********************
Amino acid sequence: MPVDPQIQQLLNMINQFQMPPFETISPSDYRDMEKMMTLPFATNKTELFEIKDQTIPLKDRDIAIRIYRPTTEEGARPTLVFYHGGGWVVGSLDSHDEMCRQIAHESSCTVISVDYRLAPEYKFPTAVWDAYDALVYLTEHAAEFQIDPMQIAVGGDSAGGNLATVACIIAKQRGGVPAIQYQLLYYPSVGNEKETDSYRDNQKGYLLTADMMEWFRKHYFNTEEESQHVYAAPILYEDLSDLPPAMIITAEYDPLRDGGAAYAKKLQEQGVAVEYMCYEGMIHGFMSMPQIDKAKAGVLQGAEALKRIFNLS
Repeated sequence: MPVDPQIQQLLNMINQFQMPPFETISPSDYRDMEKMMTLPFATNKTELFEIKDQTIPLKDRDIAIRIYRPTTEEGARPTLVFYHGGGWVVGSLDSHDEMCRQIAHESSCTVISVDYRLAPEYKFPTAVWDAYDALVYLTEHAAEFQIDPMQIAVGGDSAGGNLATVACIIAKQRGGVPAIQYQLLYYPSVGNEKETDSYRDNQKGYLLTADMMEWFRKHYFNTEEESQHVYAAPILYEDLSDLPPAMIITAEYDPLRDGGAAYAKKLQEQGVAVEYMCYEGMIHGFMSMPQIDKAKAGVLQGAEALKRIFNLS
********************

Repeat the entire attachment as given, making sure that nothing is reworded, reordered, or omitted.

Amino acid sequence: MPVDPQIQQLLNMINQFQMPPFETISPSDYRDMEKMMTLPFATNKTELFEIKDQTIPLKDRDIAIRIYRPTTEEGARPTLVFYHGGGWVVGSLDSHDEMCRQIAHESSCTVISVDYRLAPEYKFPTAVWDAYDALVYLTEHAAEFQIDPMQIAVGGDSAGGNLATVACIIAKQRGGVPAIQYQLLYYPSVGNEKETDSYRDNQKGYLLTADMMEWFRKHYFNTEEESQHVYAAPILYEDLSDLPPAMIITAEYDPLRDGGAAYAKKLQEQGVAVEYMCYEGMIHGFMSMPQIDKAKAGVLQGAEALKRIFNLS
Repeated sequence: MPVDPQIQQLLNMINQFQMPPFETISPSDYRDMEKMMTLPFATNKTELFEIKDQTIPLKDRDIAIRIYRPTTEEGARPTLVFYHGGGWVVGSLDSHDEMCRQIAHESSCTVISVDYRLAPEYKFPTAVWDAYDALVYLTEHAAEFQIDPMQIAVGGDSAGGNLATVACIIAKQRGGVPAIQYQLLYYPSVGNEKETDSYRDNQKGYLLTADMMEWFRKHYFNTEEESQHVYAAPILYEDLSDLPPAMIITAEYDPLRDGGAAYAKKLQEQGVAVEYMCYEGMIHGFMSMPQIDKAKAGVLQGAEALKRIFNLS